Other videos (e.g. 1, 2, 3, 4, and 5) allegedly filmed by the RSF themselves show the transfer, interrogation, treatment, including threat of torture, and/or location of hostages or prisoners of war often by identifiable alleged members of the RSF. The videos, if balanced correctly against international humanitarian law to ensure no additional harm comes to individuals due to the public nature of the content, can help raise public awareness and help civilians minimize risks and obtain a better understanding of the war in Sudan.
This information is under constant threat of removal through content moderation policies, especially its opaque and vague Dangerous Organizations and Individuals (DOI) policy, and related takedown algorithms. For example, the taken down official Rapid Support Forces account included posts that were taken down despite it seemingly not violating any of the community policies and providing important information to citizens about specific events and incidents affecting the security and humanitarian situation in Sudan. As Mnemonic’s Sudanese Archive rushes to preserve and verify that information for investigations, we see a significant amount of content removed by the platform - often through automation long before anyone can see it, let alone archive it.
Of the now taken down content that we were able to archive, one example posted by the RSF on their main Facebook page includes a video of individuals in RSF uniform showing the alleged destruction of vital facilities and the burning of factories, which they claim were bombed by SAF warplanes. As there is no available footage on Sudan, such videos are crucial to understand the level of infrastructure damage in affected areas.
As highlighted in a recent joint campaign supported by 20 civil society organizations, we urge the Board to recommend that Meta overhaul its DOI policy, and introduce transparency regarding any content guidelines or rules related to the classification and moderation of terrorist content under this policy. Specifically:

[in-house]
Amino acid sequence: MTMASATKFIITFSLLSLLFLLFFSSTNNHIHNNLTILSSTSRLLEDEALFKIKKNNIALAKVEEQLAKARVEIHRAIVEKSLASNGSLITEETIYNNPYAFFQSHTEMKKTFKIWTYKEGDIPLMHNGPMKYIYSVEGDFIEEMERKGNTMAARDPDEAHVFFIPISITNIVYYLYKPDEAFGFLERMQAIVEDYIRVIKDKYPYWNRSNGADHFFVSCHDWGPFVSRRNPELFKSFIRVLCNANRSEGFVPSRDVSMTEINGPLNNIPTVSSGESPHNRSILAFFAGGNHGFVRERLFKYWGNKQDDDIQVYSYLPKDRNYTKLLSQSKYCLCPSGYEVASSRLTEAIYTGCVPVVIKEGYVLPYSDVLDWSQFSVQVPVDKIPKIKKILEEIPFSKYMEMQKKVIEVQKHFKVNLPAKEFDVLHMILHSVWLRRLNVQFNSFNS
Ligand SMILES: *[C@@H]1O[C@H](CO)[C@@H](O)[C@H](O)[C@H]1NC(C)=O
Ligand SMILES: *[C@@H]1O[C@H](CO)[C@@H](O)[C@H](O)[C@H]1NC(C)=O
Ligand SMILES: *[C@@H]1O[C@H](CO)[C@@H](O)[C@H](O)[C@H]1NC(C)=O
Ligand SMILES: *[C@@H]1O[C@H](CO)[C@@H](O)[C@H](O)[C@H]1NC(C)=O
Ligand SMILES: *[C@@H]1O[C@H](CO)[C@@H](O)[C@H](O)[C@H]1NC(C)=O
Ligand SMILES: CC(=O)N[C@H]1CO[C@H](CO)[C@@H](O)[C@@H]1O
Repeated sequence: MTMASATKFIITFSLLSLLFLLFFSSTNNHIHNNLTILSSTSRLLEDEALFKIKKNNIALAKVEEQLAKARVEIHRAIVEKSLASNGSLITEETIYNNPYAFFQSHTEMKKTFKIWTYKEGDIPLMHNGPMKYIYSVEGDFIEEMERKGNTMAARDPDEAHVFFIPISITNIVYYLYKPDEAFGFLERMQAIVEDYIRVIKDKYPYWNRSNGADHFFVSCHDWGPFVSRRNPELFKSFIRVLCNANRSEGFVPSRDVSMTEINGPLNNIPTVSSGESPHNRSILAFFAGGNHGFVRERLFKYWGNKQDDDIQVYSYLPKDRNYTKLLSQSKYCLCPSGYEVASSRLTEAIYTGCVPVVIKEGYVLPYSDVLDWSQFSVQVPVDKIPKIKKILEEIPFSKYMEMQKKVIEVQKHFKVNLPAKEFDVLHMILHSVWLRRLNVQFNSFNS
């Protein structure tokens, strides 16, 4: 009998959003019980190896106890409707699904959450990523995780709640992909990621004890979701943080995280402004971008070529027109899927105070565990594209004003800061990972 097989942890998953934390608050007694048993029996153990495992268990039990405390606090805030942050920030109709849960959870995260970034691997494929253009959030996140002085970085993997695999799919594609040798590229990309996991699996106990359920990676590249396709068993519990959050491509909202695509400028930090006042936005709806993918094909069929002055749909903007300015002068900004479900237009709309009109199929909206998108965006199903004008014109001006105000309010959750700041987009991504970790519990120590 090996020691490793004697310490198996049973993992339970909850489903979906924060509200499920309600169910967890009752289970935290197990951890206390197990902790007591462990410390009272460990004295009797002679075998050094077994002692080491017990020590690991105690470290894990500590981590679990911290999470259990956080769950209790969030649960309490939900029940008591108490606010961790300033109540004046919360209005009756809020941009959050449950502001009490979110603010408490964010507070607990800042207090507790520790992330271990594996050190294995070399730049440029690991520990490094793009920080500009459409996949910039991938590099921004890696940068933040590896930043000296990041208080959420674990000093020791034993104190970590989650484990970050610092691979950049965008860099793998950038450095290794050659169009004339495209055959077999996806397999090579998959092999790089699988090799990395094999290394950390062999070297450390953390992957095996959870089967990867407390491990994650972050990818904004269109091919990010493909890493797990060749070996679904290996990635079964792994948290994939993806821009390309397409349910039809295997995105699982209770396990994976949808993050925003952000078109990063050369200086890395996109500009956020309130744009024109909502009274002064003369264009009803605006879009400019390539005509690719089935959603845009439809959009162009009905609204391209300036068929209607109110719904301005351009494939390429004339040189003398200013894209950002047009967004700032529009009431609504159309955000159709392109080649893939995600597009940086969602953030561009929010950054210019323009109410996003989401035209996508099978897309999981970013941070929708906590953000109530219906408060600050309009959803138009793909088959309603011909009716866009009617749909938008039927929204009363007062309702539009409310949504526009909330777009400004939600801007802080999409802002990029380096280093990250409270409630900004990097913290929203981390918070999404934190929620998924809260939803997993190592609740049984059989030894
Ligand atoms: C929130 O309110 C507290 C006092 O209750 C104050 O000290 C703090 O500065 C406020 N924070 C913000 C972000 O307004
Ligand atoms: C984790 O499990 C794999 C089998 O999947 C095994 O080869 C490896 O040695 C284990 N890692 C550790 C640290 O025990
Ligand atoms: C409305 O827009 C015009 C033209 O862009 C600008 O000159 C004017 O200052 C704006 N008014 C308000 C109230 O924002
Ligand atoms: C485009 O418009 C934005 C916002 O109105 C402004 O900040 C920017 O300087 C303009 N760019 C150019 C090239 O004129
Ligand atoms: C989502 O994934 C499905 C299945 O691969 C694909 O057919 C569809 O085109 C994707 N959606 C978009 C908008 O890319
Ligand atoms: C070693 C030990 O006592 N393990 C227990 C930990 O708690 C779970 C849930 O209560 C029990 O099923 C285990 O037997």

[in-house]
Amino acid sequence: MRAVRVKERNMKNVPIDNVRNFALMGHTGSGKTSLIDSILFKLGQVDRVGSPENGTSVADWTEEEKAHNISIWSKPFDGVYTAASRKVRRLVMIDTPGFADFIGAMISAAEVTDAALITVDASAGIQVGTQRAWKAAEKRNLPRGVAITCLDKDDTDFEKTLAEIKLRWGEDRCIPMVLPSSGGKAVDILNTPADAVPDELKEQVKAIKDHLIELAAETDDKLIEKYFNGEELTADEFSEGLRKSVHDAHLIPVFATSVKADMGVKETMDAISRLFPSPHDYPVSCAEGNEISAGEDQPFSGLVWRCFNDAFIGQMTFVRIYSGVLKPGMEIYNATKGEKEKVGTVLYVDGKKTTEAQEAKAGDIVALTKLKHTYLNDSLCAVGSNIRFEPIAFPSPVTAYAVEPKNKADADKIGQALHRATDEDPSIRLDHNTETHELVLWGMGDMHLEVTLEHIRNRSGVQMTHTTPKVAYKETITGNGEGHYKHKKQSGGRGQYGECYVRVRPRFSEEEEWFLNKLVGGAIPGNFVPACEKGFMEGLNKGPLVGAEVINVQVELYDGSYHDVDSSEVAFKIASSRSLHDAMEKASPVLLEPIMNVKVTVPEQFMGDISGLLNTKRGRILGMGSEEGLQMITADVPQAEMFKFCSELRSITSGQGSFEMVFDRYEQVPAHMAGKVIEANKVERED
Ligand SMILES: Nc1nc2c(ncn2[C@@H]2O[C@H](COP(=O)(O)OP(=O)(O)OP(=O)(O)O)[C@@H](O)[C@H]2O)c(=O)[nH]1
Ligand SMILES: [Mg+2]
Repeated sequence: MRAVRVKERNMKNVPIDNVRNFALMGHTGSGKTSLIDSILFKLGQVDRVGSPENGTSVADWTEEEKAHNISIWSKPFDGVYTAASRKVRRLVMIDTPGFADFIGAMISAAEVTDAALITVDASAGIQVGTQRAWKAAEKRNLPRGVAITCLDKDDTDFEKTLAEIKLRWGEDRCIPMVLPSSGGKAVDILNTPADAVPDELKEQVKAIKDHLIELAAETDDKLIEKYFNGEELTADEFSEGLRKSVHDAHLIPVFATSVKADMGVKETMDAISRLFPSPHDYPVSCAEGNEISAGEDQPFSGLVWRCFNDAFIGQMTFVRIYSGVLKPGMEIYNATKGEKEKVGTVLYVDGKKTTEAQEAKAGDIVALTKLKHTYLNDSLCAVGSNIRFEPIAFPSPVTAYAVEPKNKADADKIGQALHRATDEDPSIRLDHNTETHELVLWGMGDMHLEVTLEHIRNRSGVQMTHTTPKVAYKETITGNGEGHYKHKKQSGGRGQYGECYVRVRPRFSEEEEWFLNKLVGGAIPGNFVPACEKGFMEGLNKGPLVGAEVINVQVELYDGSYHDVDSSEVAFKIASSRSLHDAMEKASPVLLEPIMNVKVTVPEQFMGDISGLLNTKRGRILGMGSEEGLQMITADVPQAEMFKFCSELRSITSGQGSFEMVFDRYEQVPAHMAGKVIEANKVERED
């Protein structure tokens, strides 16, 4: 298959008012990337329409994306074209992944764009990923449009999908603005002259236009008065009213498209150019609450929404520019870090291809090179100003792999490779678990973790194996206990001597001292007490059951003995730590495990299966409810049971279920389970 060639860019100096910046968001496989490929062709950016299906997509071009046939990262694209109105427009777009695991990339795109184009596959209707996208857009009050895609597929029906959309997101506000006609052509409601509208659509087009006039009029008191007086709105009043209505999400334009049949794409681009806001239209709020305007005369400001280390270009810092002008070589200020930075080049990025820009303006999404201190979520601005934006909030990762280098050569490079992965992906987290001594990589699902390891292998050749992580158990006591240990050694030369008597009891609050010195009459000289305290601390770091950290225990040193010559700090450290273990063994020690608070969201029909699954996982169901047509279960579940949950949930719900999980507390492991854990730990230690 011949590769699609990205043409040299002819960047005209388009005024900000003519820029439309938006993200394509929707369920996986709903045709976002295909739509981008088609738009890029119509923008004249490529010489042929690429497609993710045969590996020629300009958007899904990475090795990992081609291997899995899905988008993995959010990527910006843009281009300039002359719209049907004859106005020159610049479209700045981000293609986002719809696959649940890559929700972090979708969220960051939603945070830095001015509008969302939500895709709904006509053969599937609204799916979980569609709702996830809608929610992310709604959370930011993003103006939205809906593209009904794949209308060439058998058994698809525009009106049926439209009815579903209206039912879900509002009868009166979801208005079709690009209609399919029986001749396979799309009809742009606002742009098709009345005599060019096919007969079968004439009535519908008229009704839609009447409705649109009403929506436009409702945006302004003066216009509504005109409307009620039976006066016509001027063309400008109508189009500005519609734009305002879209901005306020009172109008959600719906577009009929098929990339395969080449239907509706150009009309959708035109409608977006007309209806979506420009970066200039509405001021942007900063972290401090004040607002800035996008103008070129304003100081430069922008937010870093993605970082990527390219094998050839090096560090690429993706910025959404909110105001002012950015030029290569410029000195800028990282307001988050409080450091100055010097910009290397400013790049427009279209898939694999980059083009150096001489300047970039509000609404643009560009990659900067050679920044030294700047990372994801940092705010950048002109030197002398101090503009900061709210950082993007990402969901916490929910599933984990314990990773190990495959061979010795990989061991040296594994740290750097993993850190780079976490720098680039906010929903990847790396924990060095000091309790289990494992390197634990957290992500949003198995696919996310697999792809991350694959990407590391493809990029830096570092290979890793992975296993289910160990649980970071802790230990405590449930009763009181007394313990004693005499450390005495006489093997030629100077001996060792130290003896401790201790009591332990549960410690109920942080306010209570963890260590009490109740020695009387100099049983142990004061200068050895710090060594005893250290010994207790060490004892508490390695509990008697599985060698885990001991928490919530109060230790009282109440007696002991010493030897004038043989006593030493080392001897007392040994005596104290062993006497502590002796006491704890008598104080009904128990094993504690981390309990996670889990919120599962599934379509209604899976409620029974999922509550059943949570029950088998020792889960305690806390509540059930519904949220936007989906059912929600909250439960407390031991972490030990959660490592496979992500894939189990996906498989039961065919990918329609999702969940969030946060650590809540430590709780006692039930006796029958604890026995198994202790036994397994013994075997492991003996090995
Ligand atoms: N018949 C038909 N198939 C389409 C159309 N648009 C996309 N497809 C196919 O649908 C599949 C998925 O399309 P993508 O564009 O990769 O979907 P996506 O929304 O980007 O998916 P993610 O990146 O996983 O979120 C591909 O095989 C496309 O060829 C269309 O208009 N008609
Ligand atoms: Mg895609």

- Publish the full list of individuals and organizations designated under the DOI policy, as requested repeatedly by the Oversight Board, so that users can understand how the policies are applied to their content.
- Develop and publish a clear policy on how Meta designates and de-lists individuals and organizations, and publicly disclose government requests for additions or removal from the current DOI list.
- Make clear exceptions to the existing policy when information or communication about a designated group or individual is in the public interest as per the Oversight Board’s recommendations in the “Mention of the Taliban in the new reporting” case.
- Meta’s enforcement of its content policies for Arabic-language content about the conflict in Sudan, in particular video posts.
As noted in previous submissions to the Oversight Board, in Arabic-speaking countries like Sudan where Meta’s poor understanding of dialects is compounded by the use of automation, Meta’s DOI policy contributes to over-removal. As previously submitted to the Oversight Board in case 2022-002-FB-MR and 2023-028-FB-UA on Sudan, and confirmed by POLITICO at the time, Meta tolerates an incredibly high failure rate in the Arabic speaking world. According to Meta’s own Community Standards, only clear “praise, support, and representation” should be removed. That does not mean that any mention of an organization or individual on the list is grounds for removal. In fact, as made clear by the company itself in response to Oversight Board case 2021-006-IG-UA, political discussion that is not praise, support, or representation about banned individuals and organizations is allowed under the policy. As we have documented over many years, DOI enforcement, especially when done by automated means, is a major threat to human rights documentation and Meta’s commitment to human rights.
We urge the Board to recommend Meta to: